Nate Chura is senior tennis pro at the Heights Casino in Brooklyn and covers the U.S. Open for WNYC.
The announcement halted the clack of computer keyboards in the media room: “Attention, press: Venus Williams has withdrawn from the U.S. Open tournament due to an unspecified illness.”
The public address announcer added one more detail.
“That’s all the information we have at this time.”
Less than an hour later, Williams, a former world No. 1 and a two-time winner of the U.S. Open, issued a statement saying she had been recently diagnosed with Sjogren’s Syndrome, an autoimmune disease which causes fatigue and joint pain.
“I enjoyed playing my first match here and wish I could continue,” Williams said in a statement, “but right now I am unable to. I am thankful I finally have a diagnosis and am now focused on getting better and returning to the court soon.”
William’s default from the tournament comes at the end of a disappointing season. The 31-year-old is currently ranked No. 33 in the world in singles and has been plagued by injuries for at least the past two years.
Last season, it was tendonitis in her knee. This year it was a right hip injury. This summer she pulled out of two US Open tune-up tournaments, citing a virus. The last time Venus won a major title was at Wimbledon in 2008.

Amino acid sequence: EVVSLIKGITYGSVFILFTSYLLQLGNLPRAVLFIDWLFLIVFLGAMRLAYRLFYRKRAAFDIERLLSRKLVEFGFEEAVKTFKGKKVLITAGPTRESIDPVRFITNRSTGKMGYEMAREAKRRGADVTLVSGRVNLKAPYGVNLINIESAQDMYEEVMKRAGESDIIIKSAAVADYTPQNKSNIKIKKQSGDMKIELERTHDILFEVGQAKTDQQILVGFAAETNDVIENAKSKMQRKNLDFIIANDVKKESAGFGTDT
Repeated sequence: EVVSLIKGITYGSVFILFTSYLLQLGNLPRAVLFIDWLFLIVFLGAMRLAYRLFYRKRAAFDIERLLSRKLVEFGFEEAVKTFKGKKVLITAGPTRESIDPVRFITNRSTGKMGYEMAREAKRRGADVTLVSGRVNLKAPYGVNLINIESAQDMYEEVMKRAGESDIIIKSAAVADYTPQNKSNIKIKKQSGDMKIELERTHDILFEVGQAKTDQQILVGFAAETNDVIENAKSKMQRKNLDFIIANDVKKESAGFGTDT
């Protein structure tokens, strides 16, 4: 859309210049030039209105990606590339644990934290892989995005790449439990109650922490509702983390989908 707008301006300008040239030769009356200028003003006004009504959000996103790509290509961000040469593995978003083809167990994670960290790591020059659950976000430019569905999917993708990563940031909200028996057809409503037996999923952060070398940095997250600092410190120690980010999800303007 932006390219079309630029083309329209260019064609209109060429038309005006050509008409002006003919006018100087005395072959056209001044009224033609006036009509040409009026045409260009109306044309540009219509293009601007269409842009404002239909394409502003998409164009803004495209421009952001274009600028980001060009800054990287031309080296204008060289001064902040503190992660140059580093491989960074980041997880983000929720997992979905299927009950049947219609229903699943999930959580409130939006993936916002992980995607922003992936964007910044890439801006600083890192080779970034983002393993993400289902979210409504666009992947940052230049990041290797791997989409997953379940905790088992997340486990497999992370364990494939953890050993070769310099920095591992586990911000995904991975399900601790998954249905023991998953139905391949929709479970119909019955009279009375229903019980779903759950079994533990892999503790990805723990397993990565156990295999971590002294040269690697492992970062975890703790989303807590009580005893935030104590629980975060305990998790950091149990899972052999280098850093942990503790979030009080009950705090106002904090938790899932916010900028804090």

Nevertheless, fans were sad to hear the news.
“I’m disappointed cause I like her as a player,” said Mallory Porter of Freeport, New York. “I’ve seen her play a lot over the years since I was little and I like her as a player.”
Suzanne Davidson of New York City agreed.
“It is really tragic,” she said. “I mean, she’s such a spectacular player and how terrible that she has this illness.”
But in the wake of Venus’s announcement, American tennis fans may still have reason to cheer: three U.S. upstarts defied all odds yesterday when Jack Sock, Christine McHale and Irina Falconi all advanced in the last major tournament of the year. After her upset over the 14th seed, Falconi, a 21-year-old Manhattanite, waved the American flag on Arthur Ashe Stadium.
“I’ve heard so much media talking about American tennis,” Falconi said, “and I really wanted to portray that there is a huge wave of American players. I strongly believe in all that is USA and I wanted to represent it and show the world that it’s coming. No need to wait any longer.”